Effects of a High-Intensity Interval Training Program on Body Composition and Physical Fitness in Female Field Hockey Players

High-intensity interval training (HIIT) is zed by achieving similar effects to conventional physical and physiological training in a shorter time, allowing its dissemination in the sports field. The present study was aimed to analyze the effects of a HIIT program on body composition and general and specific physical fitness in Chilean female field hockey players. Experimental, repeated measures, simple blind, parallel groups, and a quantitative approach were used. The participants were randomized, and distributed into a control group (CG; n= 10) that maintained regular field hockey training and an experimental group (EG; n= 10) that also received complementary training with HIIT. Body composition (muscle mass and adipose mass), general physical fitness (jump performance with countermovement jump [CMJ] and maximum oxygen consumption [VO2max] were evaluated with the test Course-Navette), and specific physical fitness (pushing speed, dribbling speed, and shooting accuracy) were assessed with established protocols. Pre- and post-intervention comparisons were made with Student's t and Wilcoxon tests, considering p<0.05. The main results indicate that the EG presented a significant increase in muscle mass (p = 0.024; d = 0.62), CMJ (p = 0.005; d = 1.10), VO2max (p = 0.001; d = 1.58) and a significant reduction in adipose mass (p = 0.023; d = 0.36) and time in pushing speed (p = 0.028; d = 0.79). The CG did not present significant changes in any of the variables analyzed, and no significant differences were reported between the groups. In conclusion, eight weeks of HIIT significantly increases muscle mass, jump performance, and VO2max and significantly reduces adipose mass and time in pushing speed in Chilean female field hockey players.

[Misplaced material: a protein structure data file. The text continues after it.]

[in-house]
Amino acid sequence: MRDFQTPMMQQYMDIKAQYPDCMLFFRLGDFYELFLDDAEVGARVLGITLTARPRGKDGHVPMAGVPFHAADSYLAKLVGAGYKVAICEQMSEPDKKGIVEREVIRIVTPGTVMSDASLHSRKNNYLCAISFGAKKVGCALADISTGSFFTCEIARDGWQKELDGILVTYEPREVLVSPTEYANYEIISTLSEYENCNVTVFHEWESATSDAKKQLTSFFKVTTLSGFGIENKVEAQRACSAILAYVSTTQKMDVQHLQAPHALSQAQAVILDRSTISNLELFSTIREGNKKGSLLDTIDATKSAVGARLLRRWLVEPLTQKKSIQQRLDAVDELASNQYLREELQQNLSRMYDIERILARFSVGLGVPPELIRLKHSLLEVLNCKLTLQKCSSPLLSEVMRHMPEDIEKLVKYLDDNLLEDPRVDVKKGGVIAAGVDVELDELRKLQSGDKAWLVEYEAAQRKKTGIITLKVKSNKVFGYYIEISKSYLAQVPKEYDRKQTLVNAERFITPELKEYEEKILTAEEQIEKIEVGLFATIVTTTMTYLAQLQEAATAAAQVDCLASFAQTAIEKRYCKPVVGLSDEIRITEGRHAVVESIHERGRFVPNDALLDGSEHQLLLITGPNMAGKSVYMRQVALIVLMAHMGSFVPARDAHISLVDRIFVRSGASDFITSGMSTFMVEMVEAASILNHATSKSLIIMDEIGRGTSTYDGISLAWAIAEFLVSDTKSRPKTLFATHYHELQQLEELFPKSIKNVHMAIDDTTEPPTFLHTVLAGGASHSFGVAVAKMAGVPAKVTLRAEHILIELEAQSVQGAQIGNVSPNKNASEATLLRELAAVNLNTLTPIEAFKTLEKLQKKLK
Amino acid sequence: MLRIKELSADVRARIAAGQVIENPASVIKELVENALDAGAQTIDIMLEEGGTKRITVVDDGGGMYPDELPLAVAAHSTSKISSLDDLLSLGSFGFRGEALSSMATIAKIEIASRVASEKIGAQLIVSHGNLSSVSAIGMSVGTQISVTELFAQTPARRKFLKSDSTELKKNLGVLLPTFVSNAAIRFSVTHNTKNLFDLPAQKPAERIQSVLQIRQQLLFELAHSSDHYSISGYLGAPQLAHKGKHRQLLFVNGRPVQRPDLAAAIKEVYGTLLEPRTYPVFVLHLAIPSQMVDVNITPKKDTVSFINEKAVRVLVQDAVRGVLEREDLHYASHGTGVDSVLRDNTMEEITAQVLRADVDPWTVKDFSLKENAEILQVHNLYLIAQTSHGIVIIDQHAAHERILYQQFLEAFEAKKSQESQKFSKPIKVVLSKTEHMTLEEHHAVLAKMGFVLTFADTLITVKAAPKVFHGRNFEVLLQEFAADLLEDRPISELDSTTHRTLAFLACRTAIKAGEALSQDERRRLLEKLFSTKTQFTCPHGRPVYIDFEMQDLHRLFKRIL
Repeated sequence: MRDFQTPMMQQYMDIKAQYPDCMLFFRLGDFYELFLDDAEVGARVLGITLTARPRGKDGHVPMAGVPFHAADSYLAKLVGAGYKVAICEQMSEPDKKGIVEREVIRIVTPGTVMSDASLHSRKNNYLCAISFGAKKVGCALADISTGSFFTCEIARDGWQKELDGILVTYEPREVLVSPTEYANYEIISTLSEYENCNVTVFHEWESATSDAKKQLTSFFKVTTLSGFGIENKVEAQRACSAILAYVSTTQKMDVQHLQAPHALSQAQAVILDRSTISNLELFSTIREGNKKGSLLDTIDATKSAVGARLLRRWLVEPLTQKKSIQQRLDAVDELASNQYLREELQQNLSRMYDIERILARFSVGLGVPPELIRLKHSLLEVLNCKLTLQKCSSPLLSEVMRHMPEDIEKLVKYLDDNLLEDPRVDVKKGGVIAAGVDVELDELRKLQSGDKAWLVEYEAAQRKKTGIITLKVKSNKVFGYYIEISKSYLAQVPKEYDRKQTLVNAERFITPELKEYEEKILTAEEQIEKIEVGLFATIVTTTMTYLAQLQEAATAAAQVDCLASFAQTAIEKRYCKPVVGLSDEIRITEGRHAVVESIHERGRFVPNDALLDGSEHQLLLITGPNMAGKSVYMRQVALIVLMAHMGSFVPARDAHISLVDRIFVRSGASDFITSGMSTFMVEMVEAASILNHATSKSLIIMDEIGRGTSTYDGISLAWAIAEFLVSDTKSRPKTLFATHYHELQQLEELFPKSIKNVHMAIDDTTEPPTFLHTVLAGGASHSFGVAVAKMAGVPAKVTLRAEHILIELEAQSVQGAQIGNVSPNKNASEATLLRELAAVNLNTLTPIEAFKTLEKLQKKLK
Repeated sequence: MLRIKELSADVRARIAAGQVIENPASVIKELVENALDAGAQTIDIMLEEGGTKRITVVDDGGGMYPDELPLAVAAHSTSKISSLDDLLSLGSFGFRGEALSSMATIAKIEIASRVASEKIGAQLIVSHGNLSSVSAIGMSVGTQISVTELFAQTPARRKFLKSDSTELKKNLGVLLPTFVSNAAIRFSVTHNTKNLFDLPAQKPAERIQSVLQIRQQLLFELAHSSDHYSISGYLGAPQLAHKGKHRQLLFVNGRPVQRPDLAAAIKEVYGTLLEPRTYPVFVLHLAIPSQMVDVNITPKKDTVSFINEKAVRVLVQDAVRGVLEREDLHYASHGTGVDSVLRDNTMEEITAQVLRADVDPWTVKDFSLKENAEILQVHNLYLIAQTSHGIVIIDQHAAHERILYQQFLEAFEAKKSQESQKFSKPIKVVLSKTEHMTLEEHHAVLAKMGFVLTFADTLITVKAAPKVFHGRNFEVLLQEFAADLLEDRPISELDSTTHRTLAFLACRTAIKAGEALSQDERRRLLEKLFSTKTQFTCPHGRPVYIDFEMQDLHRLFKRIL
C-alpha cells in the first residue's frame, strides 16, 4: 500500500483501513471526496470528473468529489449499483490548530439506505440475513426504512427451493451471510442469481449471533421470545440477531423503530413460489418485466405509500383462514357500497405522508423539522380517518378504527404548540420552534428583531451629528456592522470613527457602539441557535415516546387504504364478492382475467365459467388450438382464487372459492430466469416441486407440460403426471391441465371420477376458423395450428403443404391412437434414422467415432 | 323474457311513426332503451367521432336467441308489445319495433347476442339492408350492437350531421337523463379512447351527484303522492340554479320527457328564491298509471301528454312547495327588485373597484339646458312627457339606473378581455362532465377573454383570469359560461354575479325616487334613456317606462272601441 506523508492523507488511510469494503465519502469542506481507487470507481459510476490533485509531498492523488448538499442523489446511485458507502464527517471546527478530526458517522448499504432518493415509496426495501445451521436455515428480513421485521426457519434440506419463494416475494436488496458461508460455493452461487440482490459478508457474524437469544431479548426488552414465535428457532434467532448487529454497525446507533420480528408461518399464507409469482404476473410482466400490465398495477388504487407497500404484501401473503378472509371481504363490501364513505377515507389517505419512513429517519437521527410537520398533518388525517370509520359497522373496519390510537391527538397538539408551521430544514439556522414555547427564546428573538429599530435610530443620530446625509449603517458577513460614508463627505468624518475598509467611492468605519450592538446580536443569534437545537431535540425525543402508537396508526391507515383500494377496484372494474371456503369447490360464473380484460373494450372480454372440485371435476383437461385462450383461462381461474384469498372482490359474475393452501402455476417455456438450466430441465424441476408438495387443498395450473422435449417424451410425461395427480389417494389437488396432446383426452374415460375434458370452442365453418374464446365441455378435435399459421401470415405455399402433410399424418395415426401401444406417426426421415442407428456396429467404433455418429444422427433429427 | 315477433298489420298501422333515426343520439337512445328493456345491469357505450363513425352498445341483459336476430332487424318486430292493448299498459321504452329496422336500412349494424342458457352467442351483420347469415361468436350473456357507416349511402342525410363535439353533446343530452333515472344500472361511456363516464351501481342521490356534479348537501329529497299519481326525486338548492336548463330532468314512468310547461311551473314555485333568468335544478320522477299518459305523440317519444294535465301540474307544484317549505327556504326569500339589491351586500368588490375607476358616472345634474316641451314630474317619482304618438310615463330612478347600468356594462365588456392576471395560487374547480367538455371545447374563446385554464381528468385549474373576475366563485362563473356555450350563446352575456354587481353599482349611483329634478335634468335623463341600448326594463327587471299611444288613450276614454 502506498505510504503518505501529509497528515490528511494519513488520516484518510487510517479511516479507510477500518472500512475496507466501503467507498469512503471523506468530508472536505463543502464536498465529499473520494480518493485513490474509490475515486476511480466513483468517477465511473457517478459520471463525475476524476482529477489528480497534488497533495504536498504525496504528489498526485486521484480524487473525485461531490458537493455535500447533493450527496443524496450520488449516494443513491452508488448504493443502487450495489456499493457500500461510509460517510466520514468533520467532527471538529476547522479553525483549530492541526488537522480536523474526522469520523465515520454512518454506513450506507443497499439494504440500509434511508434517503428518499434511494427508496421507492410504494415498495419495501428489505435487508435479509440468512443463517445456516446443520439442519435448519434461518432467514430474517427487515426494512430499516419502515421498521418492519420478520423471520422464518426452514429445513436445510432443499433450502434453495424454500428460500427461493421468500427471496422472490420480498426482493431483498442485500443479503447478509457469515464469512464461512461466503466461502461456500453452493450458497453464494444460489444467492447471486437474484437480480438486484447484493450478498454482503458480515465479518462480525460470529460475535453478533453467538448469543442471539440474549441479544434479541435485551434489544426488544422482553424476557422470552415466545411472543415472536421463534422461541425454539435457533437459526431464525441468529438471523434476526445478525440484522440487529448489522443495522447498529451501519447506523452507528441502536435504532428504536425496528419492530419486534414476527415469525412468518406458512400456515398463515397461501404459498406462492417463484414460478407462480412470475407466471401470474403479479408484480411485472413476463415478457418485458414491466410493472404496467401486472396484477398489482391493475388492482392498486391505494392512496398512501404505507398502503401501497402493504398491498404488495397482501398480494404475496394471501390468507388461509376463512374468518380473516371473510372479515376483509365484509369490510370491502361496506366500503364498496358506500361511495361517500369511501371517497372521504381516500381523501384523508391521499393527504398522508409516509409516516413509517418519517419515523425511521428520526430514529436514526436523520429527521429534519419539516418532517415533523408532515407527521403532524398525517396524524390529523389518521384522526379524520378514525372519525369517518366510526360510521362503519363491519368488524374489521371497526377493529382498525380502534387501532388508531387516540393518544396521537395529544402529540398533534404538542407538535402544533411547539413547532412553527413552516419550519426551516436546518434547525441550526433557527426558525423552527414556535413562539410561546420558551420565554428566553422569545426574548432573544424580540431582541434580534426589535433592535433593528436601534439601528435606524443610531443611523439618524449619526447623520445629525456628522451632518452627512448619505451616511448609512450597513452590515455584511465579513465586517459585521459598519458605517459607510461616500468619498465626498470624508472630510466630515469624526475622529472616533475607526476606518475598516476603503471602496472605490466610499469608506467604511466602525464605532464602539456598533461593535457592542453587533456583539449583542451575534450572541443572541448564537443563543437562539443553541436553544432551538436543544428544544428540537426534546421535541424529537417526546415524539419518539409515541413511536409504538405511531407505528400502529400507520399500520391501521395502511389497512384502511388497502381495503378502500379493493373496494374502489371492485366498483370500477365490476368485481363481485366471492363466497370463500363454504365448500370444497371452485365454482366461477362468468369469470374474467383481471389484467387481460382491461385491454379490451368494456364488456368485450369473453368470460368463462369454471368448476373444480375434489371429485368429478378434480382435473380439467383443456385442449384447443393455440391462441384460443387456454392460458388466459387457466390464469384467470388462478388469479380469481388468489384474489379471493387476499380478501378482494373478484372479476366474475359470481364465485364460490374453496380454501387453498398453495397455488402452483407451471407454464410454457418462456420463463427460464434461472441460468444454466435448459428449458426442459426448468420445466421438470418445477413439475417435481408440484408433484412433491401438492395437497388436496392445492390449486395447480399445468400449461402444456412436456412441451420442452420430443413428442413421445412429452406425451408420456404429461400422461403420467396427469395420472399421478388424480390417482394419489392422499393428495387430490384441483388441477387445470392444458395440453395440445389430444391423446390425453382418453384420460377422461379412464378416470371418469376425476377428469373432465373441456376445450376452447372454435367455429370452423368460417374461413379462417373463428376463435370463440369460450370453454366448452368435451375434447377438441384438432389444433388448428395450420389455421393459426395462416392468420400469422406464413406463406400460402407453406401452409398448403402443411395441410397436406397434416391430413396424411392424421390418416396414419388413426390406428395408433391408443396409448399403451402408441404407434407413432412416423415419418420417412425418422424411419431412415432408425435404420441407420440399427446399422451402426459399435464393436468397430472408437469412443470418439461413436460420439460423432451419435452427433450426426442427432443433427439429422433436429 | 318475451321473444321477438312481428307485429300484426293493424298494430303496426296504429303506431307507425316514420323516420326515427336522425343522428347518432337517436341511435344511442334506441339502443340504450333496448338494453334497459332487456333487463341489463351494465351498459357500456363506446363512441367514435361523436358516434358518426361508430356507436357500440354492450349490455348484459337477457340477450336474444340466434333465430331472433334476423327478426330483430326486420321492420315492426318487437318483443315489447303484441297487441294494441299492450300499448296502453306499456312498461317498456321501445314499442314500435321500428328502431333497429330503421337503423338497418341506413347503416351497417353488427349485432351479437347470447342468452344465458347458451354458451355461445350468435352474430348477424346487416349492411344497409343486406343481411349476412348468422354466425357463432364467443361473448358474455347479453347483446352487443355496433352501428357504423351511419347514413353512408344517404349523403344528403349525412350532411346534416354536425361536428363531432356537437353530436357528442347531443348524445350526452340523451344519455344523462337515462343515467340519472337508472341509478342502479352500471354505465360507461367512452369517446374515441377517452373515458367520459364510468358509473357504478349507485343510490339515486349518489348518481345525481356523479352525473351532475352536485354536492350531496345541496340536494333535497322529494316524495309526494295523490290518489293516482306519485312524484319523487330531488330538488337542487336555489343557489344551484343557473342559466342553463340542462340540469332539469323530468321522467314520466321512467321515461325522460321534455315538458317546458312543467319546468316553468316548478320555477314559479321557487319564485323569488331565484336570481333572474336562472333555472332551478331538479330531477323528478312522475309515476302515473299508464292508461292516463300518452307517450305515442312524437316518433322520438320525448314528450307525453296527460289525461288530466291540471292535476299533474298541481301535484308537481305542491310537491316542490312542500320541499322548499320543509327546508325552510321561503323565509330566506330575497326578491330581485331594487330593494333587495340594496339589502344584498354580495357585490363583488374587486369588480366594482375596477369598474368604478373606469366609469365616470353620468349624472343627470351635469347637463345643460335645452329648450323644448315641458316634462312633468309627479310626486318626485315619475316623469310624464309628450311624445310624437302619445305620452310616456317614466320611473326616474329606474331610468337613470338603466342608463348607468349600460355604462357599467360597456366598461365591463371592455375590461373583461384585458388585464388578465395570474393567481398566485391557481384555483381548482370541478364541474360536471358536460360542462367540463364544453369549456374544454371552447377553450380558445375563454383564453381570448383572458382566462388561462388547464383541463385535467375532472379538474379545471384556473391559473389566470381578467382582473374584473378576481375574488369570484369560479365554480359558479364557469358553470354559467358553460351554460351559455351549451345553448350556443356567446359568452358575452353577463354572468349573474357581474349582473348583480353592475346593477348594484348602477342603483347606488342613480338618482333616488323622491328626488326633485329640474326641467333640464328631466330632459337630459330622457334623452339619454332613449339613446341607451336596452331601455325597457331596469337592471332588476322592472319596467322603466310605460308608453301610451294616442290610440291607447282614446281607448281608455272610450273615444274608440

Anthropometry, Exercise, Athletic Performance, Hockey, Women